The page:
Help Guide Privacy Policy Disclaimer Contact us
  Advanced SearchBrowse




Journal Article

Three years of routine Raman lidar measurements of tropospheric aerosols: Backscattering, extinction, and residual layer height


Schneider,  J.
Particle Chemistry, Max Planck Institute for Chemistry, Max Planck Society;

There are no locators available
Fulltext (public)
There are no public fulltexts available
Supplementary Material (public)
There is no public supplementary material available

Schneider, J., & Eixmann, R. (2002). Three years of routine Raman lidar measurements of tropospheric aerosols: Backscattering, extinction, and residual layer height. Atmospheric Chemistry and Physics, 2, 313-323.

Cite as:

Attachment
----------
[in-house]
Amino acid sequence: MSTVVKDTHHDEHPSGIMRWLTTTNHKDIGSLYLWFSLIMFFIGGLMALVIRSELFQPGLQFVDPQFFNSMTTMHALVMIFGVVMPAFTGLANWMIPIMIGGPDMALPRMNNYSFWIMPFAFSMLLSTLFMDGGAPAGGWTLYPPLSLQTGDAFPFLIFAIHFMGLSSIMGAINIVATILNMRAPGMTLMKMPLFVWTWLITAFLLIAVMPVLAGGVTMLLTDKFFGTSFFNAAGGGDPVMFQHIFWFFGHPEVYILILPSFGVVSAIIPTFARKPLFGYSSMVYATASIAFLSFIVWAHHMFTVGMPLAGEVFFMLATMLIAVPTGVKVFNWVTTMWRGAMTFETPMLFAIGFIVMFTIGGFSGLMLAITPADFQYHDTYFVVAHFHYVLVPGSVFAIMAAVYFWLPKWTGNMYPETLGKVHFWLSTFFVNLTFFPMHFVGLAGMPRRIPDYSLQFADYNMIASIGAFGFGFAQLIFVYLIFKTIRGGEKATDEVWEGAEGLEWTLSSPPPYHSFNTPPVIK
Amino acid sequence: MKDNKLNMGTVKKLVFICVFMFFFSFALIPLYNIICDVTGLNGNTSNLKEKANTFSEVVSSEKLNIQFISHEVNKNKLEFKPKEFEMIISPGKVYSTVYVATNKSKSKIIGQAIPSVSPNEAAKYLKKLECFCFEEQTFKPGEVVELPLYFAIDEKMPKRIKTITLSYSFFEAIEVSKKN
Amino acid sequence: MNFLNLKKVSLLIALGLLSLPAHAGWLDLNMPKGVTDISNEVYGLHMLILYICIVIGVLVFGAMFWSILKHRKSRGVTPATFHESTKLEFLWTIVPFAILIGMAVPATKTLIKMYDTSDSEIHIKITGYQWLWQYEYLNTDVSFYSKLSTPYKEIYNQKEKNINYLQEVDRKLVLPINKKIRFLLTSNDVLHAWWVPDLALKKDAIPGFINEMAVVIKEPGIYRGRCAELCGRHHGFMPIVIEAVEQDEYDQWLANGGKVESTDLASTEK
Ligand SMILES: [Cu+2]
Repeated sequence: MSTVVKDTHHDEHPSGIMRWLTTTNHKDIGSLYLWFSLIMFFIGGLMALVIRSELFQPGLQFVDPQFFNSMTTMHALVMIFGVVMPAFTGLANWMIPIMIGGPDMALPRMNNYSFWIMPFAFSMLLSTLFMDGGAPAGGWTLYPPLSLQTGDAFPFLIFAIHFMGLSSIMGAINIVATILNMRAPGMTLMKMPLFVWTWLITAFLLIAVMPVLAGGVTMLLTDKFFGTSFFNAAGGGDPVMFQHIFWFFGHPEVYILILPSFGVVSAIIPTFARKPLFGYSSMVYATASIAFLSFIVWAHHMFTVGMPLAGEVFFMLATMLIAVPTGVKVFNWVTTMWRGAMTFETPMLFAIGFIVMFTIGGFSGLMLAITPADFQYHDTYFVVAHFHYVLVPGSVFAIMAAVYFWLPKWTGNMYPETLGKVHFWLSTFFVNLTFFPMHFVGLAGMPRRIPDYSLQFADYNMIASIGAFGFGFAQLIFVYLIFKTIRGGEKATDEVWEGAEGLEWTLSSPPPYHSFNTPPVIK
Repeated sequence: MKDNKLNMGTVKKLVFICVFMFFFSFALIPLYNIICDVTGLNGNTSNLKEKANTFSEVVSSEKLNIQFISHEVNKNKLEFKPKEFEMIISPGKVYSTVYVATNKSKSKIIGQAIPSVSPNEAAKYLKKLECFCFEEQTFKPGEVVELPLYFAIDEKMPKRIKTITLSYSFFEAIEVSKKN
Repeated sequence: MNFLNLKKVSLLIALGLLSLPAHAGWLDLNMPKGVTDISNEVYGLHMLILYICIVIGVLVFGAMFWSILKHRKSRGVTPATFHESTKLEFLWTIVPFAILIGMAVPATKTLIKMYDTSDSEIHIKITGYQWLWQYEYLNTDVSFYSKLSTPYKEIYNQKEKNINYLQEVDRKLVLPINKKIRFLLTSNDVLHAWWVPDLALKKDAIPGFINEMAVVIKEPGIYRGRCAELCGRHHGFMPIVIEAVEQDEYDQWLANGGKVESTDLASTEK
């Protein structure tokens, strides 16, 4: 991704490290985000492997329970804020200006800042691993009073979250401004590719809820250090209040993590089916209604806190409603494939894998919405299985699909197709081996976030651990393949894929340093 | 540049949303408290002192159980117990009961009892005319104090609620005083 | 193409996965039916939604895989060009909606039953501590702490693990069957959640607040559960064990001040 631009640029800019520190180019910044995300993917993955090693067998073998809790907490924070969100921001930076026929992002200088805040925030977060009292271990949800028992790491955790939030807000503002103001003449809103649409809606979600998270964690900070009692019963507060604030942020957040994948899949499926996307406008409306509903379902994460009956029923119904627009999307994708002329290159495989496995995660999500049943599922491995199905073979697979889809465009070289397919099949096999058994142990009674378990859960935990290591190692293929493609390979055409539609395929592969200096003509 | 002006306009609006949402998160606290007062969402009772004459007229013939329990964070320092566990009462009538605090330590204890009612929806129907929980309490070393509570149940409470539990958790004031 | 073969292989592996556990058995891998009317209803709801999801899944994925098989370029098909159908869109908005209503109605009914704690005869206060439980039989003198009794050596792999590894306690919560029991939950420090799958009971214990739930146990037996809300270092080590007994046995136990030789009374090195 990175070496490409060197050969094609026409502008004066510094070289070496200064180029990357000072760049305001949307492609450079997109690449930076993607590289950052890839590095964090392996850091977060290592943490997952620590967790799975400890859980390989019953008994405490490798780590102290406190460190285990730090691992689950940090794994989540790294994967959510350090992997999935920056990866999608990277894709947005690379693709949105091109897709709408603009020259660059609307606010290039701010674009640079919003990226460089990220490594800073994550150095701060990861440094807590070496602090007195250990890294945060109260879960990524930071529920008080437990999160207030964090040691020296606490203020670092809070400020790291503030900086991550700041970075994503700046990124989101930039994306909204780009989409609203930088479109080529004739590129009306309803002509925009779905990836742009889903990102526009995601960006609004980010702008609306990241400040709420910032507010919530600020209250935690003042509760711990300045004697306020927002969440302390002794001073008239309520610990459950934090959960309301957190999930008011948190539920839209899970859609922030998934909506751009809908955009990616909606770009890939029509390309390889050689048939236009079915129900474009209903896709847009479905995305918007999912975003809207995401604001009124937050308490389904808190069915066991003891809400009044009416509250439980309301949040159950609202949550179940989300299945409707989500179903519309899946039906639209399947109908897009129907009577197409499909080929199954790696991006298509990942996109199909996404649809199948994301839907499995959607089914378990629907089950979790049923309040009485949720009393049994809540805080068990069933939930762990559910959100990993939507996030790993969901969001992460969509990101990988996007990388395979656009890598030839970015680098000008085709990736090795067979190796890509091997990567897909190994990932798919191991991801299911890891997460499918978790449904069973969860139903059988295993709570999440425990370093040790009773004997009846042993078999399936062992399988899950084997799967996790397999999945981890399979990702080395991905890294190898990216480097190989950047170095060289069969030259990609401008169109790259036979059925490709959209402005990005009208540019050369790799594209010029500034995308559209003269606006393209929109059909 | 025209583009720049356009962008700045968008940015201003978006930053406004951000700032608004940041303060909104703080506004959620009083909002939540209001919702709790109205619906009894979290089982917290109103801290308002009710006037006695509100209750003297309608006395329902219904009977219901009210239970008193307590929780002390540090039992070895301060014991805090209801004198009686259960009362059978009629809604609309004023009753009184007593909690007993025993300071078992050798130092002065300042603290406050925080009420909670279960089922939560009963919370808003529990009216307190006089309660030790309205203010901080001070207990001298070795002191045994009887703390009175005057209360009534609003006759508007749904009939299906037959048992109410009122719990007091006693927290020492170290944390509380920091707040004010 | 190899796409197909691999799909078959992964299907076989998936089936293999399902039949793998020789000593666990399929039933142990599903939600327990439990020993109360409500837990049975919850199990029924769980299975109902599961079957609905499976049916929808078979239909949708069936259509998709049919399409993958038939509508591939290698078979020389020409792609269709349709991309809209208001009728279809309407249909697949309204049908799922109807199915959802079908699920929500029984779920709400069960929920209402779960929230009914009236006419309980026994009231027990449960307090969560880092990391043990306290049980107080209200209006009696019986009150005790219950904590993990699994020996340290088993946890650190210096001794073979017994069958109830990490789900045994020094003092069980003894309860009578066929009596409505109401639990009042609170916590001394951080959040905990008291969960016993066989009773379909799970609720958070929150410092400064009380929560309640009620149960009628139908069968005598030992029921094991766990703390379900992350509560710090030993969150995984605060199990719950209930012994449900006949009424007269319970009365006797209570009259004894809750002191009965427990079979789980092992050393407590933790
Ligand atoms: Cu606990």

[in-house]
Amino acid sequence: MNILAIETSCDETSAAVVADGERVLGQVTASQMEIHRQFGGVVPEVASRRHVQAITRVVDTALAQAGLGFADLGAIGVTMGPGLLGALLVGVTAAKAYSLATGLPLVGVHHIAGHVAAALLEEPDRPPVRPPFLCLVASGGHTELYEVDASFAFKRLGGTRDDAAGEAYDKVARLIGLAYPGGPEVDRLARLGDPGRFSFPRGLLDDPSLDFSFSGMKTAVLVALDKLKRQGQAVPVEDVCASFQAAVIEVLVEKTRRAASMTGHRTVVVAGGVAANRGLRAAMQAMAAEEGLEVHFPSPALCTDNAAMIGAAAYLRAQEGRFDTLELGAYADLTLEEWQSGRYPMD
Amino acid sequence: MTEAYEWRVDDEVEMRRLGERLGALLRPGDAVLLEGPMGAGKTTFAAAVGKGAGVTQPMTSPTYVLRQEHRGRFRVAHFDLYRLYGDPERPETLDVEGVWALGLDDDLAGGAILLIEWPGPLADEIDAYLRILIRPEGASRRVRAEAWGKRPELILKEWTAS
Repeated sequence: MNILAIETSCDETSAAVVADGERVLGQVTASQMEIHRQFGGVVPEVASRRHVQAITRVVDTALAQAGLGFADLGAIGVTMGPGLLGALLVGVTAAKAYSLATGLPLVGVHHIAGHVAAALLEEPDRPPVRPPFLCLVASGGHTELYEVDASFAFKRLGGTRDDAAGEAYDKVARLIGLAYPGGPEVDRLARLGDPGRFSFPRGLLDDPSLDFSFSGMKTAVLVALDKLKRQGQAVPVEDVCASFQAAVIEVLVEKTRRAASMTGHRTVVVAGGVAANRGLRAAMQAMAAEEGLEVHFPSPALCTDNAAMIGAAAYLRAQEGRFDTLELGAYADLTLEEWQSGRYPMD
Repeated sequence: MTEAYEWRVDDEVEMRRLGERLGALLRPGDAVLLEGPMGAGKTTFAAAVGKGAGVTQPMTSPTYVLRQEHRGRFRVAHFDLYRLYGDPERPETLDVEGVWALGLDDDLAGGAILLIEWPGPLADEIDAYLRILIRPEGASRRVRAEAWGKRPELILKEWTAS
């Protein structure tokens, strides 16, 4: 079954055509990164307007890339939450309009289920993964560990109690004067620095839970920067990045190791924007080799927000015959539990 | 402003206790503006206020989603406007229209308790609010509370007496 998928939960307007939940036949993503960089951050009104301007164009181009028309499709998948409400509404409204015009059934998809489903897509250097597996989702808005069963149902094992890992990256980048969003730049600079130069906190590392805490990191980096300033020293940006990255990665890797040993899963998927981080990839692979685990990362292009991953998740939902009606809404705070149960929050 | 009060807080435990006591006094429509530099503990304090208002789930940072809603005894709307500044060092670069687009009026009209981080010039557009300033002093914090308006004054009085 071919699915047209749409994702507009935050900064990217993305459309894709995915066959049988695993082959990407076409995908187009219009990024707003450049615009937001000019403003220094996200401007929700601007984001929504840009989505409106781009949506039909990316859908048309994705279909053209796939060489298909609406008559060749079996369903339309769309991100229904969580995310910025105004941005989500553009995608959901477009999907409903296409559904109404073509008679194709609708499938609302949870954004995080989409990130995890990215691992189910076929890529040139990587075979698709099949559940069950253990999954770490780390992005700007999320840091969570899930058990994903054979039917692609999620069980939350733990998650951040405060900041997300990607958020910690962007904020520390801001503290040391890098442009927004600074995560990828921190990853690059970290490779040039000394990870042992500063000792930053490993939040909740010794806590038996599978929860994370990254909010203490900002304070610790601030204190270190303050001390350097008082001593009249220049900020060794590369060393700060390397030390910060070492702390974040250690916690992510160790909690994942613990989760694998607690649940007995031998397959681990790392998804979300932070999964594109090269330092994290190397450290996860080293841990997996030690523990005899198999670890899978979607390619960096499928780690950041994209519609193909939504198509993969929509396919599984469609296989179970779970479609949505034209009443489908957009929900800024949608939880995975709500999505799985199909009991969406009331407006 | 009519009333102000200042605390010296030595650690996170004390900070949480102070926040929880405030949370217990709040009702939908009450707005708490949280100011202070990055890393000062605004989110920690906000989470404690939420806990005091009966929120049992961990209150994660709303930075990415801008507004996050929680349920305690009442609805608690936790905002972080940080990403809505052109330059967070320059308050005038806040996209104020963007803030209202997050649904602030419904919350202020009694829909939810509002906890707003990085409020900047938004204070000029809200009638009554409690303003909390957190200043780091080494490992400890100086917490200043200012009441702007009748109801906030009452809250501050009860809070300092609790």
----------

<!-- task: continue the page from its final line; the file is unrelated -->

We have performed a three-year series of routine lidar measurements at preselected times. The measurements were performed between 1 December 1997, and 30 November 2000, at Kuhlungsborn, Germany (54degrees07'N, 11degrees46'E). Using a Rayleigh/Mie/Raman lidar system, we measured the aerosol backscatter coefficients at three wavelengths and the extinction coefficient at one wavelength. The present data analysis focuses on after-sunset Raman measurements obtained on cloud-free days. Aerosol backscatter profiles are available for altitudes above 100 m, while the majority of the extinction measurements has been restricted to heights above the residual layer. The residual layer shows an annual cycle with its maximum height in summer (2000 m) and minimum height in winter (850 m). The backscatter coefficients in the residual layer were found to be about 10 times higher than above. The mean aerosol optical depth above the residual layer and below 5 km is 0.3(+/-1.0) x 10(-2) in summer, and 1.5(+/-1.0) x 10(-2) in winter, which almost is negligible compared to values measured in during daytime in the planetary boundary layer. A cluster analysis of the backward trajectories yielded two major directions of air mass origin above the residual layer and 4 major directions inside. A marked difference between the aerosol properties dependent on the air mass origin could be found for air masses originating from the west and travelling at high wind speeds. Comparing the measured spectral dependence of the backscatter coefficients with data from the Global Aerosol Data Set, we found a general agreement, but only a few conclusions with respect to the aerosol type could be drawn due to the high variability of the measured backscatter coefficients.